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Interesting Article from US Lacrosse


Our Biggest Mistake:  Talent Selection Over Talent Identification


Many youth sports coaches claim to be great talent identifiers, and point to the results of their 11-year-olds’ all-star team as proof. Yet they are not talent identifiers. They are talent selectors. The difference could not be more striking, or more damaging to our country’s future talent pool in many sports.

Talent selection is the culling of players with the current ability to participate and be successful in events taking place in the near future. Talent identification, on the other hand, is the prediction of future performance based upon an evaluation of current physical, technical, tactical and psychological qualities. Talent selection is pretty simple. Talent identification is an art. One yields great results today; the other builds elite athletes and winning teams for the future.

Our current “win at all costs” youth sports culture promotes talent selection. When a coach is pressured to win by parents or a club, or when he or she feels the need to win to serve their own ego, that coach becomes a talent selector. When you are focused on talent selection:

  • You are picking athletes to help you win now, and cutting ones that will not.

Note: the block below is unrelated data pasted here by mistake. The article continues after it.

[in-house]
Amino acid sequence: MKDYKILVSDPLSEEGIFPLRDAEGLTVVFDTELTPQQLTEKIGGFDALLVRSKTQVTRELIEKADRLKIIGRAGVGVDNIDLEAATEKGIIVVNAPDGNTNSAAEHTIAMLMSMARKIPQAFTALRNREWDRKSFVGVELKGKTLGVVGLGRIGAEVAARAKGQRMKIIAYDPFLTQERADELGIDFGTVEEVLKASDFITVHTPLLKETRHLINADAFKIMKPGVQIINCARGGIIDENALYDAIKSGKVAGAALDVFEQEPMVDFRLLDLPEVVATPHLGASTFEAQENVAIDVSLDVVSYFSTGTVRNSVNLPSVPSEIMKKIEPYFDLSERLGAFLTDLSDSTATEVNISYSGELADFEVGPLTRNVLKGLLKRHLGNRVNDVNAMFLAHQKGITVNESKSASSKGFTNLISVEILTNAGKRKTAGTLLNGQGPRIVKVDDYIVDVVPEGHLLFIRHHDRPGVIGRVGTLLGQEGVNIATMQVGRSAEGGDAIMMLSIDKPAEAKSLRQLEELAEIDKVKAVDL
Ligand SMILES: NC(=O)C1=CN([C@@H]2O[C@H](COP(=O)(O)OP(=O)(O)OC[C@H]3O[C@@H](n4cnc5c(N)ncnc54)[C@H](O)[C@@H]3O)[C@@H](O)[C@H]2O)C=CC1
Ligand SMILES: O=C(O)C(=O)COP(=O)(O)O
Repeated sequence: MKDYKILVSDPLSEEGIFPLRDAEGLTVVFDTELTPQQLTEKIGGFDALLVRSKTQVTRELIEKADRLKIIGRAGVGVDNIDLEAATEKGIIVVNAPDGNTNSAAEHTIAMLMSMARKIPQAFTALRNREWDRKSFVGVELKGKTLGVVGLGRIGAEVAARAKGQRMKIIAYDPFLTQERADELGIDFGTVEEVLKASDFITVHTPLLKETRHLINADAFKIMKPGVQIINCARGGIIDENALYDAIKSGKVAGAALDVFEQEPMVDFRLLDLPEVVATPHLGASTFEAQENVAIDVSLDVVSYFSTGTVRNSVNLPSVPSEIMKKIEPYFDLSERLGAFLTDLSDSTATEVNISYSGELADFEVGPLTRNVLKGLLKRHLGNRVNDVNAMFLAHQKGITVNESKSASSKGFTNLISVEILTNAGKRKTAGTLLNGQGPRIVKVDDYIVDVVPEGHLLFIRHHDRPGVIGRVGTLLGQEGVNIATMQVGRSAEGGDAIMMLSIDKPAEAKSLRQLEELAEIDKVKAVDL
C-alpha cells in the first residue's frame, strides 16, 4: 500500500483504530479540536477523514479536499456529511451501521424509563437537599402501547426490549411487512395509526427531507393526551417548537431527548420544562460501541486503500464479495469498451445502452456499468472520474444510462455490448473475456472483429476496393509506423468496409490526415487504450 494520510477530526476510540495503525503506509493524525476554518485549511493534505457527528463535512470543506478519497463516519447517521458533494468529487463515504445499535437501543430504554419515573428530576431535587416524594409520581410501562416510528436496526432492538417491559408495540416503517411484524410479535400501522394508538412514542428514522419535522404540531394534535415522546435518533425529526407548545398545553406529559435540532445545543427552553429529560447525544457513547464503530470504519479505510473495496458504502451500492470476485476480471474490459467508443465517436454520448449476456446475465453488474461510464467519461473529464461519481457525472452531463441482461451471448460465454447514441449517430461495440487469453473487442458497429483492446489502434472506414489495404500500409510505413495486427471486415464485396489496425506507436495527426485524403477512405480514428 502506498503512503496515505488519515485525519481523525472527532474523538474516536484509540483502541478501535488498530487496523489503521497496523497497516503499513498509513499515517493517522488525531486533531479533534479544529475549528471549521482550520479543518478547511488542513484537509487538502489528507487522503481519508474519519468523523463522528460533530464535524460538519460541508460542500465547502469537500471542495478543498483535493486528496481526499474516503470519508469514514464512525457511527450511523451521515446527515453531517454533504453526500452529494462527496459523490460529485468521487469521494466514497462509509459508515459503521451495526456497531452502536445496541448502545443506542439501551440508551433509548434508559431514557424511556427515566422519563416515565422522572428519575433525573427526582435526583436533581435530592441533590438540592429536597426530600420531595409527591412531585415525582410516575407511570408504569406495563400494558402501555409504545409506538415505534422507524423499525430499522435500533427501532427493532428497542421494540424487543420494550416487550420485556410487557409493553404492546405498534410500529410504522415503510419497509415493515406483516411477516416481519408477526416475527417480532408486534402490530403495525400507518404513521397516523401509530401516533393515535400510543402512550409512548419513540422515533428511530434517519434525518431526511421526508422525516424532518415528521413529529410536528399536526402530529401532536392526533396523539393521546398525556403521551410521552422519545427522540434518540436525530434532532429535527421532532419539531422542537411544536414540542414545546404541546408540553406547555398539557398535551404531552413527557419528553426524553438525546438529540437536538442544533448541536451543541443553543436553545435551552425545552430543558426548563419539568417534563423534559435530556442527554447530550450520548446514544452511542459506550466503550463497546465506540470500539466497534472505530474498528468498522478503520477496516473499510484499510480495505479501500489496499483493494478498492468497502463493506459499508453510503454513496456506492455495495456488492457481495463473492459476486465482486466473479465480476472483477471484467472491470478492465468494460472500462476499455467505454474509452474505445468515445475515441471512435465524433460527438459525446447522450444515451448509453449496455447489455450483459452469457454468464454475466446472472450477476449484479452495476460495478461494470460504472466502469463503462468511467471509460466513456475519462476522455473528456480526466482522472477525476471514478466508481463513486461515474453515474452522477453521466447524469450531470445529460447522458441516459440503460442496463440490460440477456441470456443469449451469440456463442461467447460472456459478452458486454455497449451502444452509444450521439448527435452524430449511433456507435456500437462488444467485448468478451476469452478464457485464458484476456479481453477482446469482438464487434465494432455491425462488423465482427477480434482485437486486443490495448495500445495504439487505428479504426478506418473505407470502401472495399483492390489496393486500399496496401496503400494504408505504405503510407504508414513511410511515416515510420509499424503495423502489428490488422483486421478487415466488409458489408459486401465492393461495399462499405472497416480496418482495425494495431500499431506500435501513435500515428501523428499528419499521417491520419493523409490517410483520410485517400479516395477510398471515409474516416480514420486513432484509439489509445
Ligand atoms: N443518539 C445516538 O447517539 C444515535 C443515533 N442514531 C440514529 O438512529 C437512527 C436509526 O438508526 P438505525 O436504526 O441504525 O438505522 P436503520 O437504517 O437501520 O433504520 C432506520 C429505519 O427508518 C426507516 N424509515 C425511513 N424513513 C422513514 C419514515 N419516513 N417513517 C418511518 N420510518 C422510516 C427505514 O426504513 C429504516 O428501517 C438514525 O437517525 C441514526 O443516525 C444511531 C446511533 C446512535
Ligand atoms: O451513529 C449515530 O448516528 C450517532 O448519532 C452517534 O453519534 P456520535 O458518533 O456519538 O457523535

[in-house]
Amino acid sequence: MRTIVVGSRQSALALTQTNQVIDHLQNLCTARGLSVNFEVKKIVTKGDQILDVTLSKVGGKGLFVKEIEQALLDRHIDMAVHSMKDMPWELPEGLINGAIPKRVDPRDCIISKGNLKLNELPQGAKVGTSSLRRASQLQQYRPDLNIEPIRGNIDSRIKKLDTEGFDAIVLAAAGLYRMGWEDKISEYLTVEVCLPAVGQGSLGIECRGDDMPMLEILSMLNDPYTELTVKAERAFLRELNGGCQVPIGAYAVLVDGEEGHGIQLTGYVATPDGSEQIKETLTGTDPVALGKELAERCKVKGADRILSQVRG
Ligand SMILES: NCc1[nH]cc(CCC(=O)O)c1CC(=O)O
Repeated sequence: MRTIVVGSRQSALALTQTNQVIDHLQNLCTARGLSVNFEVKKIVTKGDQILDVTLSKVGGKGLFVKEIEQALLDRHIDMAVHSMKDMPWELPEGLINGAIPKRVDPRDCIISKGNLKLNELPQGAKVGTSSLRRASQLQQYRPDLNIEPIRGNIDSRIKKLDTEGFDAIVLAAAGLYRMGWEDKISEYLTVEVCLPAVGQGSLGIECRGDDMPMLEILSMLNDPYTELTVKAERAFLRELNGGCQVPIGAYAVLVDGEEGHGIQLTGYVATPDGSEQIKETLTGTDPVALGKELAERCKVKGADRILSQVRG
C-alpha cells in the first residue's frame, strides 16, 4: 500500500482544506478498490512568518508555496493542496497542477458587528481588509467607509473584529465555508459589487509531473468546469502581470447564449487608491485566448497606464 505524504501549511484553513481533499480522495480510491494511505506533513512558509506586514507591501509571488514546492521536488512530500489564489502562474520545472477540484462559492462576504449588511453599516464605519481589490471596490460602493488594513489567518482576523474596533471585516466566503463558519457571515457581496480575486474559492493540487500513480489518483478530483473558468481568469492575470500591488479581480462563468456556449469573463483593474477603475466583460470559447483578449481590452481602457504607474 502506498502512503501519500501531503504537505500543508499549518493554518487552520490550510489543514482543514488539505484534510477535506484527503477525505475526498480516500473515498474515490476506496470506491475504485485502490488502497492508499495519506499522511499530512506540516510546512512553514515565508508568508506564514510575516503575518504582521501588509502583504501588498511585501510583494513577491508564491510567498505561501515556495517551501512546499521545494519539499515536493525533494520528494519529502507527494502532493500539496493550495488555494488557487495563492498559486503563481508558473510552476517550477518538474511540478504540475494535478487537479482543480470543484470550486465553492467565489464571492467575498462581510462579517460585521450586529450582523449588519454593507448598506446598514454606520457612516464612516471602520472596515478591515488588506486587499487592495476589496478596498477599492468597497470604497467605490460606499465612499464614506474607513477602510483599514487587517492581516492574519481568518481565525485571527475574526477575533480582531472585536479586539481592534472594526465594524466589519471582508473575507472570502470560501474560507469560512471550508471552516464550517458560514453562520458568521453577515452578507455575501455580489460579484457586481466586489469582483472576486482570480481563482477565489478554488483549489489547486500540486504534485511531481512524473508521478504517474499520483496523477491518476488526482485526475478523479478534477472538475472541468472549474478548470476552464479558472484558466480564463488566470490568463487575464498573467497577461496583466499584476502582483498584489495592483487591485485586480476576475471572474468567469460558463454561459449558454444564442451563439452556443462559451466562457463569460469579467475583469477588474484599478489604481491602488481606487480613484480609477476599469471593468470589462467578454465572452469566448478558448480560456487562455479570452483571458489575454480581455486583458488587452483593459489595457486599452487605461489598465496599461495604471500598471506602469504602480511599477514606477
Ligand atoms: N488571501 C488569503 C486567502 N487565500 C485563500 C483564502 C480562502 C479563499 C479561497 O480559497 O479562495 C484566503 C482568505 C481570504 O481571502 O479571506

• You are looking at current athleticism, technical ability and traits to help achieve short-term success.
  • You naturally select the biggest, strongest and fastest young athletes, and play them extensive minutes.
  • You limit playing time for the kids who are not up to snuff, and tell them they need to work harder, get tougher, etc., if they want to play more.
  • You yell at them because they cannot get to the ball quick enough, or cannot shoot well enough to score.
  • You tell them that this type of pressure is what they will face when they are older, so they better get used to it now.

Then, according to the latest statistics, 70 percent of them quit organized sports by the age of 13!

On the other hand, talent identifiers are searching for young players who may not be elite athletes yet, but possess the physical and psychological attributes to eventually become one. Perhaps they haven’t yet grown, or been exposed to high-level coaching. Perhaps they aren’t as skillful yet, but show a high level of coachability, sensitivity to training and motivation to learn. Identifying talent requires the skill to weigh all the physical, physiological, psychological and technical components of an athlete, as well as a measure of “gut instinct” of which kid has what it takes to become elite, and which kid does not.

Talent identification also takes a long-term approach to player selection and development, and focuses on training large numbers of players, instead of cutting all but the elite ones. It recognizes that many factors affect whether a kid will make it or not, but rarely are childhood results the main factor.